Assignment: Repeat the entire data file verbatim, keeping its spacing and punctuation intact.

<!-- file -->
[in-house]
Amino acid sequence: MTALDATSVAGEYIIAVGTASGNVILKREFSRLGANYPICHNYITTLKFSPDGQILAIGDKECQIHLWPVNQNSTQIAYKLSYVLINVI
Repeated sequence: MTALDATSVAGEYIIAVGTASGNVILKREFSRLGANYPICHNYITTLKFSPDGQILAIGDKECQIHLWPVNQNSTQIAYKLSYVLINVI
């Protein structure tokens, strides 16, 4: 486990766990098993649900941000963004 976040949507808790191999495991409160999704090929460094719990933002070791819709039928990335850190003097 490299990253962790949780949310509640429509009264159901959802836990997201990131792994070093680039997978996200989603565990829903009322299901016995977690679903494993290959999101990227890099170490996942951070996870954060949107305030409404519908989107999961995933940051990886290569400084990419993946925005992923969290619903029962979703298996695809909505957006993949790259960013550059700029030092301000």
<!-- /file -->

[in-house]
Amino acid sequence: MTALDATSVAGEYIIAVGTASGNVILKREFSRLGANYPICHNYITTLKFSPDGQILAIGDKECQIHLWPVNQNSTQIAYKLSYVLINVI
Repeated sequence: MTALDATSVAGEYIIAVGTASGNVILKREFSRLGANYPICHNYITTLKFSPDGQILAIGDKECQIHLWPVNQNSTQIAYKLSYVLINVI
């Protein structure tokens, strides 16, 4: 486990766990098993649900941000963004 976040949507808790191999495991409160999704090929460094719990933002070791819709039928990335850190003097 490299990253962790949780949310509640429509009264159901959802836990997201990131792994070093680039997978996200989603565990829903009322299901016995977690679903494993290959999101990227890099170490996942951070996870954060949107305030409404519908989107999961995933940051990886290569400084990419993946925005992923969290619903029962979703298996695809909505957006993949790259960013550059700029030092301000």